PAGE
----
Idelalisib plus rituximab is among the first non-cytotoxic treatment regimens for the management of relapsed or refractory CLL. This analysis of patient-related outcomes demonstrates that idelalisib plus rituximab improves not only clinical outcomes but also HRQoL, including a reduction in leukemia-related symptoms and improvements in physical and functional well-being. These data may help patients and clinicians make more informed treatment decisions.
this study was sponsored by Gilead Sciences, Inc. (Foster City, CA, USA). The authors would like to thank Ronald Dubowy, Lyndah Dreiling and Yeonhee Kim, former employees of Gilead Sciences, Inc., for their invaluable assistance with the draft of early stages of this manuscript. Medical writing and editorial assistance was provided by Timothy DiChiara, PhD, of Gilead Sciences, Inc.; and by Ewa Wandzioch, PhD, and Meryl Gersh, PhD, of AlphaBioCom, LLC, King of Prussia (PA, USA), which was funded by Gilead Sciences, Inc.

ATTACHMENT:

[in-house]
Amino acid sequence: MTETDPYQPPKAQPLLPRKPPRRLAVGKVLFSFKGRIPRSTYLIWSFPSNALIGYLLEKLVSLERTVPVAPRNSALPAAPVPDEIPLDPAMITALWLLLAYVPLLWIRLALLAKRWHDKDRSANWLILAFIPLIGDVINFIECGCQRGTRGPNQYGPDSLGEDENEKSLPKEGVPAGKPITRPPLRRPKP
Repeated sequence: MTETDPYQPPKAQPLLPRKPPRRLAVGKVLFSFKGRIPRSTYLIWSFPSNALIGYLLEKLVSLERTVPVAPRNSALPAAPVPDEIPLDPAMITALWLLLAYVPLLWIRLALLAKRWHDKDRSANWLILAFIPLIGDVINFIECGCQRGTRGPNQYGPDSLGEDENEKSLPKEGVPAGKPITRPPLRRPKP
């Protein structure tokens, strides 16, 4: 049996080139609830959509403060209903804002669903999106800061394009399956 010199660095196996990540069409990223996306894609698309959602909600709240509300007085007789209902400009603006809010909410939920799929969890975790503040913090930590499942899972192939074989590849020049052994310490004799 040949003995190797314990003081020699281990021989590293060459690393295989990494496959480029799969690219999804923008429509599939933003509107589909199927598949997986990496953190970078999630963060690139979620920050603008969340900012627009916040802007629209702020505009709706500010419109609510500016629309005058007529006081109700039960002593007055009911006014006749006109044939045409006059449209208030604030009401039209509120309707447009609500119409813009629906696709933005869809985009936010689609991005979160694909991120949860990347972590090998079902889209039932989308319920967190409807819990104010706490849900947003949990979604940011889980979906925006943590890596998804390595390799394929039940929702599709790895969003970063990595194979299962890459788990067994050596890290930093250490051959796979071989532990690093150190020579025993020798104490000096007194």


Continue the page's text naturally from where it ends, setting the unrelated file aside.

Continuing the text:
The authors and Gilead Sciences, Inc., are grateful to the late Professor Bertrand Coiffier for his contributions to the study and this manuscript. We thank the patients for their dedication to this clinical trial and the clinical personnel at each of the study sites for their diligence in caring for patients and collecting study data.